Thursday, July 30, 2009
An Amazing Life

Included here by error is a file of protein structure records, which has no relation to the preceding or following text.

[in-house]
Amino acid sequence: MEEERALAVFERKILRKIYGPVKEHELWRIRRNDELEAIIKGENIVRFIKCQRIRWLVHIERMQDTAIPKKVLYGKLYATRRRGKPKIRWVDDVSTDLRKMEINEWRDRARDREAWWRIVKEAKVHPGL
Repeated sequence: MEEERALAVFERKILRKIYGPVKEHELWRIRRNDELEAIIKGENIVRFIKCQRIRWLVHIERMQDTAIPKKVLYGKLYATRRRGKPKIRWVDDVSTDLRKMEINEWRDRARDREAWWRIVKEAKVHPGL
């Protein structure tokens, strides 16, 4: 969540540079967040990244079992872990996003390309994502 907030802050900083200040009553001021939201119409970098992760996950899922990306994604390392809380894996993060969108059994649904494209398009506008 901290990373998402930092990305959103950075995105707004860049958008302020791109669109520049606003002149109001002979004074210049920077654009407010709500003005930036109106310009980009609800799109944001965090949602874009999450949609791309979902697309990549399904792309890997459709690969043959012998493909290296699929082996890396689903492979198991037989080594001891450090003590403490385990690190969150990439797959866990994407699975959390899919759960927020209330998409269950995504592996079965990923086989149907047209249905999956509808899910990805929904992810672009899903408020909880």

For my bedtime reading lately, I've been reading On Architecture: Collected Reflections on a Century of Change, a collection of essays on architecture that my dad gave to me a while back. I've always had an interest in architecture - I even wanted to be an architect when I was a kid. I like to look at random buildings and imagine what it would be like to repurpose them, usually as houses. What if you converted that strip mall to apartments? Or that office building? These essays, by Ada Louise Huxtable, are mostly reviews of buildings (such as museums & corporate headquarters). I wish there were more pictures to go with what she's describing, but it's still fascinating to read critiques of structures. One of the architects who comes up frequently is Mies van der Rohe, who is basically the guy who came up with what we consider now to be the default corporate skyscraper - a giant glass-covered rectangular prism. One of the articles happened to mention that he lived from 1886 until 1969. What an incredible time to live - can you imagine if your living memory covered from a time before cars & planes and only a rudimentary electrical infrastructure, up to the development of computers and the landing on the moon? (Not to mention all the world-changing global conflicts in that span) We study all those things in history and know the dates, but it's still pretty incredible to think that they all really did happen in close enough sequence for someone to have lived through them all.